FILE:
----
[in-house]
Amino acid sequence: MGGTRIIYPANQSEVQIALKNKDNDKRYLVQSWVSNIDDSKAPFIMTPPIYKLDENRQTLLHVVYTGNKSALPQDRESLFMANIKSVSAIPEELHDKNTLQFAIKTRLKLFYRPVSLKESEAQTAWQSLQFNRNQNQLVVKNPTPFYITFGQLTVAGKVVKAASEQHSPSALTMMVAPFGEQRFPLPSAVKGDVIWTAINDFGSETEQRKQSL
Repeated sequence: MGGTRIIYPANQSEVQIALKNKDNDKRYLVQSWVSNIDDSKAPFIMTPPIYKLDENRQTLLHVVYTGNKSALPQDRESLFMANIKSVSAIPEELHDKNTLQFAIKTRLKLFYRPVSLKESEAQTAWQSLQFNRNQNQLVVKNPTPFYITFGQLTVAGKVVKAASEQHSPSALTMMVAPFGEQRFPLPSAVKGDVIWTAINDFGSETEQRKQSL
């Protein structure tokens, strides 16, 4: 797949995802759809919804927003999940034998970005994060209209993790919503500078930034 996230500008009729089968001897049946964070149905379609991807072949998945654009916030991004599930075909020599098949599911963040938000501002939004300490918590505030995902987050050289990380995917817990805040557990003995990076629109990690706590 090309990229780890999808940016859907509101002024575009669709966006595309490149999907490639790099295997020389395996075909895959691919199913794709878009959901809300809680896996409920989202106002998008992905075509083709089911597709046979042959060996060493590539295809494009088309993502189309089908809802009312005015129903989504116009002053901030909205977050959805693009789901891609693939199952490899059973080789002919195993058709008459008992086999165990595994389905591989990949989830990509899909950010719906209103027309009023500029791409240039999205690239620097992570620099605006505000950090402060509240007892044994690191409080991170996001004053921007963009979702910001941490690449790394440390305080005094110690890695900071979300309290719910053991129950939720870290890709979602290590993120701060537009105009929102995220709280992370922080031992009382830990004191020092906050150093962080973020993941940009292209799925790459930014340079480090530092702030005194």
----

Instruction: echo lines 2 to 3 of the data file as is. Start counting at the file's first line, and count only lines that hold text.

Amino acid sequence: MGGTRIIYPANQSEVQIALKNKDNDKRYLVQSWVSNIDDSKAPFIMTPPIYKLDENRQTLLHVVYTGNKSALPQDRESLFMANIKSVSAIPEELHDKNTLQFAIKTRLKLFYRPVSLKESEAQTAWQSLQFNRNQNQLVVKNPTPFYITFGQLTVAGKVVKAASEQHSPSALTMMVAPFGEQRFPLPSAVKGDVIWTAINDFGSETEQRKQSL
Repeated sequence: MGGTRIIYPANQSEVQIALKNKDNDKRYLVQSWVSNIDDSKAPFIMTPPIYKLDENRQTLLHVVYTGNKSALPQDRESLFMANIKSVSAIPEELHDKNTLQFAIKTRLKLFYRPVSLKESEAQTAWQSLQFNRNQNQLVVKNPTPFYITFGQLTVAGKVVKAASEQHSPSALTMMVAPFGEQRFPLPSAVKGDVIWTAINDFGSETEQRKQSL